On a more serious reaction, I am so far very impressed with the attitudes about adults and the elderly.  All the characters are pretty silly (which I think is quite normal for Discworld novels), but 9-year-old Tiffany is a delightful protagonist due to her cleverness, perceptiveness, and calmness in the face of danger--not because all adults are stupid. In fact, Tiffany is fairly polite and respectful towards adults, even when they don't necessarily appear to deserve it.   

In terms of the elderly, her Granny Aching seems like a real character (and possibly a witch), and she was obviously very highly regarded by Tiffany and others. I think Granny Aching's leaving Tiffany the respect of the Nac Mac Feegle is going to prove very important to Tiffany's story.  I also appreciated Tiffany's empathy for the 'evil witches' in fairy tales, and her understanding that they were often simply elderly, eccentric women (like poor Mrs. Snapperly). 


  1. I too like that Pratchett has a spectrum of ages in the book and that you aren't automatically juvenile because you are young or curmudgeonly because you are old.

    And Tiffany thinks for herself, so even if she doesn't have all the facts or life experience to fully understand something, she can still form opinions based on what she has observed - such as with Ms. Snapperly.

    1. Yeah, that's one reason that I am really enjoying Tiffany as a heroine so far!

  2. I love your answer to No.4 (damn, wish I'd thought of that). I pretty much make up everything as I go along and generally don't have a clue.
    Also, Granny Aching is great - all the little stories are brilliant.
    Lynn :D

    1. Thanks! I don't think I have much more of a clue, I felt really silly speculating on the kelda... that's totally shooting in the dark. I hope we get more stories about Granny Aching :).

  3. I agree completely with the idea that children can be clever and not merely mischievous because That's How Children Are. I never really thought of this book as being YA, so much, but if I had kids I think I'd definitely introduce them to Terry Pratchett's books, and Wee Free Men is a perfect choice for that in my opinion.

    1. I guess I came into it thinking of it as "Pratchett's YA series", since I think most (if not all?) of the Tiffany Aching books were nominated for and/or won the Locus YA awards (I like looking at award lists!). If I hadn't been prepared to think of them that way, I may not have... I think it was nrlymrtl or someone who said that for Pratchett, young = still alive! If I had kids, I think the Tiffany Aching books would be a good way to introduce them to Discworld, too :).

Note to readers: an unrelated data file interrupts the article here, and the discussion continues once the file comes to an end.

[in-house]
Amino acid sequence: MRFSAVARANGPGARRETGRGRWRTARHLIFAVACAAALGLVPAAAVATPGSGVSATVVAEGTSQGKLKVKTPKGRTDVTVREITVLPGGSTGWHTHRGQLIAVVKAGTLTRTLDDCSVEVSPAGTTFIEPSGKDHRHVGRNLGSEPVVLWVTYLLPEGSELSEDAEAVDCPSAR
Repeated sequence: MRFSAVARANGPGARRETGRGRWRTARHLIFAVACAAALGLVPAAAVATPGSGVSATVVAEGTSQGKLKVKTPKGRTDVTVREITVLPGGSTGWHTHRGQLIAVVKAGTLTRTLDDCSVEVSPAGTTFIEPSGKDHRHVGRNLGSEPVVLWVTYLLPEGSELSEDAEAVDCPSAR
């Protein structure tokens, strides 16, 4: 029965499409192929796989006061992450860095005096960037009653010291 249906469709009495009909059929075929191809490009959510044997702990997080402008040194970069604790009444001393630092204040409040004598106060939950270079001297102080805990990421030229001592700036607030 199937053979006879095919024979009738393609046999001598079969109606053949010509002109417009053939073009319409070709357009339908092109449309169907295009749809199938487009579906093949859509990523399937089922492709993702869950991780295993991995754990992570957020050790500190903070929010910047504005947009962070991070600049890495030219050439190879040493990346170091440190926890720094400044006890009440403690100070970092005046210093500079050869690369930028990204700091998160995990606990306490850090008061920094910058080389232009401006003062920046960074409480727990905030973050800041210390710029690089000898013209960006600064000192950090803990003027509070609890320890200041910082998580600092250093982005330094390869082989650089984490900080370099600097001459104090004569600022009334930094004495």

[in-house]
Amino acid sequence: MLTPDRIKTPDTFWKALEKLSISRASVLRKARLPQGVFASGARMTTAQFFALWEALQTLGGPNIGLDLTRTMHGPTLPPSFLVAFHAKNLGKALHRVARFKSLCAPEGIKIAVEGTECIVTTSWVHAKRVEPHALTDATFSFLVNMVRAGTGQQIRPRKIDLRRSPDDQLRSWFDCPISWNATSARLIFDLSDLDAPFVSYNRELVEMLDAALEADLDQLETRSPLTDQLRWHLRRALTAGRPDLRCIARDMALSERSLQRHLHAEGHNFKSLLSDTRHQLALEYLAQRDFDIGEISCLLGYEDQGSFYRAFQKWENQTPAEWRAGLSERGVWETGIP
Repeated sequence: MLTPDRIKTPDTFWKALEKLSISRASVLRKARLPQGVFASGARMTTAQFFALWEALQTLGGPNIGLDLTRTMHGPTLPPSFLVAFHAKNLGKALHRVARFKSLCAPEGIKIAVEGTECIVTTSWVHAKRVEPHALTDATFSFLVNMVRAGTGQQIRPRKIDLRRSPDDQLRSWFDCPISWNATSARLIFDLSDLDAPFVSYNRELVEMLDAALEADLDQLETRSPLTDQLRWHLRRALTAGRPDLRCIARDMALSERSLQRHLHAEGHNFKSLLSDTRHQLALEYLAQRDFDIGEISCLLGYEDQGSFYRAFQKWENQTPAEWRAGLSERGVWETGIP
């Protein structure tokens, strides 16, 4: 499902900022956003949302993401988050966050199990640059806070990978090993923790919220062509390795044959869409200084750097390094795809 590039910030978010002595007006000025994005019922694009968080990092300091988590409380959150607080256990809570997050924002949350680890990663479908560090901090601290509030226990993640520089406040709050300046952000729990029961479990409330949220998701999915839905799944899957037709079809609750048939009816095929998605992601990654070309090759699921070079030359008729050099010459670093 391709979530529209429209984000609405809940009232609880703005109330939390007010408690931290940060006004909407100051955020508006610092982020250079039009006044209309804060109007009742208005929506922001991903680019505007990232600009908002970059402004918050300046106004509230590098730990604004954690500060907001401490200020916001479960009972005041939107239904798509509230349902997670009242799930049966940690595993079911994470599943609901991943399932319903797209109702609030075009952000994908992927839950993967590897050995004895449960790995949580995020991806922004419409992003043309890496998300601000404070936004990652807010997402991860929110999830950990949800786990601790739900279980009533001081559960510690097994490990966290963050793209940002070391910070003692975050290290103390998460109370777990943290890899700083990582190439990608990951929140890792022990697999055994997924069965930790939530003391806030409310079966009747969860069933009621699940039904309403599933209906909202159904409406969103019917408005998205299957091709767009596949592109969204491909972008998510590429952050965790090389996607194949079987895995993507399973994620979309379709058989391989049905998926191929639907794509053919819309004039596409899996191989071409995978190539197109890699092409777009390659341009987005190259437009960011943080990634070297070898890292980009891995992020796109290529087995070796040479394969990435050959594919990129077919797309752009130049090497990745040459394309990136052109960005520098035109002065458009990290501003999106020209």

4. 1. Oh yes, the pointy hat! I also loved the roving teachers (and their dodgy spelling)!

    2. There are any number of cheeses that would fi the bill. Rather than Scottish, I think the setting is definitely English: the chalk downs are a feature of southern England. The most obvious cheese variety that I can suggest is a proper cheddar, from Somerset, but there are plenty of others from sheep country: Lancashire, Cheshire, Wenslydale . . . it could even be a Stilton-type blue cheese . . . I like cheese, but I think that's obvious . . . :D

    4. I think you might be right about the 'school', and at least the toad is easy to hide.

    It does make a nice change for our heroine to be intelligent without her parents and the other adults being idiots: I hadn't really thought about that until you mentioned it. I was also very impressed by Tiffany's sympathy for the mad old lady, and I was particularly touched by her decision to bury the dead cat.

    1. I concede to your superior knowledge of the UK :). I don't think I've ever actually been to any chalk downs before. I remember being completely confused by all the location-named cheeses when I lived in England, so I usually just grabbed whichever one looked nice. I was a bewildered little American who thought cheddar was 'normal cheese'. I should really go back sometime and check out the cheeses with my current, more thorough knowledge! (If you can't tell, I like cheese too :D)

      I agree about Ms. Snapperly, and Tiffany's decision to bury the cat. It must be hard for anyone, especially a child, to look around her and say, "What everyone is doing is wrong and cruel. Why can't they see that?"